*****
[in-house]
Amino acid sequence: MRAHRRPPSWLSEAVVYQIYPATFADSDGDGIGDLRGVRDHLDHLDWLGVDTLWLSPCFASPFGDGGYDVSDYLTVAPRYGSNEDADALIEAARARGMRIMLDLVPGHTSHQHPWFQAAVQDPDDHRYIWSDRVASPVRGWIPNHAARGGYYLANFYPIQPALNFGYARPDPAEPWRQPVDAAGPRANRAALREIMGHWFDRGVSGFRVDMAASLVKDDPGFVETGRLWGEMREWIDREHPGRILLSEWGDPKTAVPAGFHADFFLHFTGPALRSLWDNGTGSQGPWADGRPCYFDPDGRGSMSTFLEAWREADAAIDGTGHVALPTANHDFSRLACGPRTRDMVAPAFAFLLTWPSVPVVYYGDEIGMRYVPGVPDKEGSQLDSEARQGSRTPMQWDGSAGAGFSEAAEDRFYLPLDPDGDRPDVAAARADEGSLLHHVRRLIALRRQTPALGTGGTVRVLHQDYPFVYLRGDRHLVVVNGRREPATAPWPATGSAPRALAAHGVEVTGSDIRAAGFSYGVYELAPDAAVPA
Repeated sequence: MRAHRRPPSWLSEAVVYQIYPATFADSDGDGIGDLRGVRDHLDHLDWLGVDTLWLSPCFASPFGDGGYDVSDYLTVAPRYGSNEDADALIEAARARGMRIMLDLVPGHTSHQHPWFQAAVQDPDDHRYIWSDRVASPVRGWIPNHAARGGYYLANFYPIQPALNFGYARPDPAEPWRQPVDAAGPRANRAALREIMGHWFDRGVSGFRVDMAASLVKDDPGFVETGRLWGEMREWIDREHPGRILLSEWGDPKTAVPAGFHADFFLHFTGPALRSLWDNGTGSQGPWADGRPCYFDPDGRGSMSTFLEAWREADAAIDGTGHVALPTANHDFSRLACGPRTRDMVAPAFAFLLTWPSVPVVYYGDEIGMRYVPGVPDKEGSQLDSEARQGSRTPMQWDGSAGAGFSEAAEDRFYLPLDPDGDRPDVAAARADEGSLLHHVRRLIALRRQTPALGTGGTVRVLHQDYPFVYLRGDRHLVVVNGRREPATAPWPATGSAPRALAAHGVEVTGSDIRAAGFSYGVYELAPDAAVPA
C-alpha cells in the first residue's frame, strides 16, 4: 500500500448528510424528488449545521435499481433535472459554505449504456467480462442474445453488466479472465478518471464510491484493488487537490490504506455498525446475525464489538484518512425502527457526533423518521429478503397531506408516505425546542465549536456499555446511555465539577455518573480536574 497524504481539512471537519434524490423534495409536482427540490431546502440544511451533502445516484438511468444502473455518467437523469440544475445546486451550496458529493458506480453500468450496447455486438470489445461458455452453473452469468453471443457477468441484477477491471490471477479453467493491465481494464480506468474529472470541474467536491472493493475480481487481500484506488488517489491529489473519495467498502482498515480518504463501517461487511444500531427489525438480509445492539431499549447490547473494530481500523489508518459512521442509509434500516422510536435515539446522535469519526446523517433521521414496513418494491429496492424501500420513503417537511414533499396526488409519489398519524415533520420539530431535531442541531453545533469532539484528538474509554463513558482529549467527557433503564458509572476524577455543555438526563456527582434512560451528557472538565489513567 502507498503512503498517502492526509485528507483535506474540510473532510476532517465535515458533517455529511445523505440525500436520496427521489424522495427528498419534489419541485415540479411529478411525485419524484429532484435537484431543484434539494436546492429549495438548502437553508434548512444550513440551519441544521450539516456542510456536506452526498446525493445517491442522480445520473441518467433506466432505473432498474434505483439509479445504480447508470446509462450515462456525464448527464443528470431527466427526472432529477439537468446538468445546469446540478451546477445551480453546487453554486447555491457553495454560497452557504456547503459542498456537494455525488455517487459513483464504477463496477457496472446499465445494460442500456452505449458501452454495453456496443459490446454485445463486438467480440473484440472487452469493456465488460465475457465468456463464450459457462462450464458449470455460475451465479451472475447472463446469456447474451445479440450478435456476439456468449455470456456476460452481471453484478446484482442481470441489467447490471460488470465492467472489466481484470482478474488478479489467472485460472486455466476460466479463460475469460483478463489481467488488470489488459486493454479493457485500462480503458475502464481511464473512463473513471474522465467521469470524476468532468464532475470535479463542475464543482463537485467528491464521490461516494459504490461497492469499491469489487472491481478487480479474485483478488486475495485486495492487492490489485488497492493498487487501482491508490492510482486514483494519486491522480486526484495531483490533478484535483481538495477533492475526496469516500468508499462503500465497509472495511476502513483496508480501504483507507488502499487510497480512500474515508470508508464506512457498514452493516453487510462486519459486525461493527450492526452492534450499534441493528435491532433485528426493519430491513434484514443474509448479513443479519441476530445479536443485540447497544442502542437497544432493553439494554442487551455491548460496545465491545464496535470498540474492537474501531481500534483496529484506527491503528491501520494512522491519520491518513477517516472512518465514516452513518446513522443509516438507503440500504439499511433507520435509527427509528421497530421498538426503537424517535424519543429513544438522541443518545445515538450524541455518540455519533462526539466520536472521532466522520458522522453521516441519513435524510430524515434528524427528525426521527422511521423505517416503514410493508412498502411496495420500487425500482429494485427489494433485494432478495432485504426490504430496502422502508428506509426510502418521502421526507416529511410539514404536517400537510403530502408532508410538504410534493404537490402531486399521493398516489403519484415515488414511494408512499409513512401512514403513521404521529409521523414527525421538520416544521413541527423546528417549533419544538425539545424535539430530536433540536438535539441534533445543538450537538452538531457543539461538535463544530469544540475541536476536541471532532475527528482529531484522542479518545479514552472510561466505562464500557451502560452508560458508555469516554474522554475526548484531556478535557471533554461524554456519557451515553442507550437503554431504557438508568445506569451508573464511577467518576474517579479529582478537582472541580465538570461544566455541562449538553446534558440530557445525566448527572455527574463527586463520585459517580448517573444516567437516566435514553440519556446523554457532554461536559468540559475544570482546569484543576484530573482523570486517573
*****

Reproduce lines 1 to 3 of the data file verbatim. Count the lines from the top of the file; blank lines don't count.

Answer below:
[in-house]
Amino acid sequence: MRAHRRPPSWLSEAVVYQIYPATFADSDGDGIGDLRGVRDHLDHLDWLGVDTLWLSPCFASPFGDGGYDVSDYLTVAPRYGSNEDADALIEAARARGMRIMLDLVPGHTSHQHPWFQAAVQDPDDHRYIWSDRVASPVRGWIPNHAARGGYYLANFYPIQPALNFGYARPDPAEPWRQPVDAAGPRANRAALREIMGHWFDRGVSGFRVDMAASLVKDDPGFVETGRLWGEMREWIDREHPGRILLSEWGDPKTAVPAGFHADFFLHFTGPALRSLWDNGTGSQGPWADGRPCYFDPDGRGSMSTFLEAWREADAAIDGTGHVALPTANHDFSRLACGPRTRDMVAPAFAFLLTWPSVPVVYYGDEIGMRYVPGVPDKEGSQLDSEARQGSRTPMQWDGSAGAGFSEAAEDRFYLPLDPDGDRPDVAAARADEGSLLHHVRRLIALRRQTPALGTGGTVRVLHQDYPFVYLRGDRHLVVVNGRREPATAPWPATGSAPRALAAHGVEVTGSDIRAAGFSYGVYELAPDAAVPA
Repeated sequence: MRAHRRPPSWLSEAVVYQIYPATFADSDGDGIGDLRGVRDHLDHLDWLGVDTLWLSPCFASPFGDGGYDVSDYLTVAPRYGSNEDADALIEAARARGMRIMLDLVPGHTSHQHPWFQAAVQDPDDHRYIWSDRVASPVRGWIPNHAARGGYYLANFYPIQPALNFGYARPDPAEPWRQPVDAAGPRANRAALREIMGHWFDRGVSGFRVDMAASLVKDDPGFVETGRLWGEMREWIDREHPGRILLSEWGDPKTAVPAGFHADFFLHFTGPALRSLWDNGTGSQGPWADGRPCYFDPDGRGSMSTFLEAWREADAAIDGTGHVALPTANHDFSRLACGPRTRDMVAPAFAFLLTWPSVPVVYYGDEIGMRYVPGVPDKEGSQLDSEARQGSRTPMQWDGSAGAGFSEAAEDRFYLPLDPDGDRPDVAAARADEGSLLHHVRRLIALRRQTPALGTGGTVRVLHQDYPFVYLRGDRHLVVVNGRREPATAPWPATGSAPRALAAHGVEVTGSDIRAAGFSYGVYELAPDAAVPA